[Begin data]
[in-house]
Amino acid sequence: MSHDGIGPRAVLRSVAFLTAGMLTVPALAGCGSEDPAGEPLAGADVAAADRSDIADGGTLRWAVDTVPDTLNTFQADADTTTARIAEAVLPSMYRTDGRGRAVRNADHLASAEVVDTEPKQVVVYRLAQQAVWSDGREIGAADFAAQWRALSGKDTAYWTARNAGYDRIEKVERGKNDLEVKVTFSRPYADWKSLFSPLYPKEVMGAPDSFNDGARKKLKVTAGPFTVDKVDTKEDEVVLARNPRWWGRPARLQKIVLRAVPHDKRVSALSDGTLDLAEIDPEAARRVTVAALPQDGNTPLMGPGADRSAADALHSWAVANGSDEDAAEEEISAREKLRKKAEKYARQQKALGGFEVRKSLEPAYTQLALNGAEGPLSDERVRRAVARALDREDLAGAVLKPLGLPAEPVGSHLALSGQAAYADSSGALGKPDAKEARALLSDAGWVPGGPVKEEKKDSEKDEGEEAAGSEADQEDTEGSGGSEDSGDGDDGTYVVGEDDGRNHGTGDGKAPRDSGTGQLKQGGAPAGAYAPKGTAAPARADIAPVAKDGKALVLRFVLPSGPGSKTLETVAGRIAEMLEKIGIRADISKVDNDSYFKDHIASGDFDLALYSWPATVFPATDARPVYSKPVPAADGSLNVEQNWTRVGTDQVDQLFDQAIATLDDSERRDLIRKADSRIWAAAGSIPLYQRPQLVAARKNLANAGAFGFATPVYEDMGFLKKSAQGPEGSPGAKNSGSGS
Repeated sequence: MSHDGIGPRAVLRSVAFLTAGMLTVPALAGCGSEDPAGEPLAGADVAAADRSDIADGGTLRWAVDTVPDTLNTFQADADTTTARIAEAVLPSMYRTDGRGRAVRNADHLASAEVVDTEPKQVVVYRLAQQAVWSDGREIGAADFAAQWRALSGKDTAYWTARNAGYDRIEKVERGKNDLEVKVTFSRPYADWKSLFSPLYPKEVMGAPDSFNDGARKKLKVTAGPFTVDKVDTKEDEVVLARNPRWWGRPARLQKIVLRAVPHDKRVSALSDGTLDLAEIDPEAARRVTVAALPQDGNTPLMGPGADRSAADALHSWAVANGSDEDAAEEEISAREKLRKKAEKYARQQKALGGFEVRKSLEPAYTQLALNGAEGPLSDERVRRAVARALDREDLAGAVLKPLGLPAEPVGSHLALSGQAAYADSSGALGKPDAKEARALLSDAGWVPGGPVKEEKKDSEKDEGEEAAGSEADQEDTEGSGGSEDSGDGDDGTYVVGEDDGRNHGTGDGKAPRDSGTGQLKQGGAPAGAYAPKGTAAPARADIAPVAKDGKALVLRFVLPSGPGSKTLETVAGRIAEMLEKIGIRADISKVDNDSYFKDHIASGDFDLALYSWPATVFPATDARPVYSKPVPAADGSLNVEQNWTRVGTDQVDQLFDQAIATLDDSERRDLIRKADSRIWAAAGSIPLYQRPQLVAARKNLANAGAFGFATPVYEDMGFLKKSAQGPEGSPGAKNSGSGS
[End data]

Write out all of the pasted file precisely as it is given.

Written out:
[in-house]
Amino acid sequence: MSHDGIGPRAVLRSVAFLTAGMLTVPALAGCGSEDPAGEPLAGADVAAADRSDIADGGTLRWAVDTVPDTLNTFQADADTTTARIAEAVLPSMYRTDGRGRAVRNADHLASAEVVDTEPKQVVVYRLAQQAVWSDGREIGAADFAAQWRALSGKDTAYWTARNAGYDRIEKVERGKNDLEVKVTFSRPYADWKSLFSPLYPKEVMGAPDSFNDGARKKLKVTAGPFTVDKVDTKEDEVVLARNPRWWGRPARLQKIVLRAVPHDKRVSALSDGTLDLAEIDPEAARRVTVAALPQDGNTPLMGPGADRSAADALHSWAVANGSDEDAAEEEISAREKLRKKAEKYARQQKALGGFEVRKSLEPAYTQLALNGAEGPLSDERVRRAVARALDREDLAGAVLKPLGLPAEPVGSHLALSGQAAYADSSGALGKPDAKEARALLSDAGWVPGGPVKEEKKDSEKDEGEEAAGSEADQEDTEGSGGSEDSGDGDDGTYVVGEDDGRNHGTGDGKAPRDSGTGQLKQGGAPAGAYAPKGTAAPARADIAPVAKDGKALVLRFVLPSGPGSKTLETVAGRIAEMLEKIGIRADISKVDNDSYFKDHIASGDFDLALYSWPATVFPATDARPVYSKPVPAADGSLNVEQNWTRVGTDQVDQLFDQAIATLDDSERRDLIRKADSRIWAAAGSIPLYQRPQLVAARKNLANAGAFGFATPVYEDMGFLKKSAQGPEGSPGAKNSGSGS
Repeated sequence: MSHDGIGPRAVLRSVAFLTAGMLTVPALAGCGSEDPAGEPLAGADVAAADRSDIADGGTLRWAVDTVPDTLNTFQADADTTTARIAEAVLPSMYRTDGRGRAVRNADHLASAEVVDTEPKQVVVYRLAQQAVWSDGREIGAADFAAQWRALSGKDTAYWTARNAGYDRIEKVERGKNDLEVKVTFSRPYADWKSLFSPLYPKEVMGAPDSFNDGARKKLKVTAGPFTVDKVDTKEDEVVLARNPRWWGRPARLQKIVLRAVPHDKRVSALSDGTLDLAEIDPEAARRVTVAALPQDGNTPLMGPGADRSAADALHSWAVANGSDEDAAEEEISAREKLRKKAEKYARQQKALGGFEVRKSLEPAYTQLALNGAEGPLSDERVRRAVARALDREDLAGAVLKPLGLPAEPVGSHLALSGQAAYADSSGALGKPDAKEARALLSDAGWVPGGPVKEEKKDSEKDEGEEAAGSEADQEDTEGSGGSEDSGDGDDGTYVVGEDDGRNHGTGDGKAPRDSGTGQLKQGGAPAGAYAPKGTAAPARADIAPVAKDGKALVLRFVLPSGPGSKTLETVAGRIAEMLEKIGIRADISKVDNDSYFKDHIASGDFDLALYSWPATVFPATDARPVYSKPVPAADGSLNVEQNWTRVGTDQVDQLFDQAIATLDDSERRDLIRKADSRIWAAAGSIPLYQRPQLVAARKNLANAGAFGFATPVYEDMGFLKKSAQGPEGSPGAKNSGSGS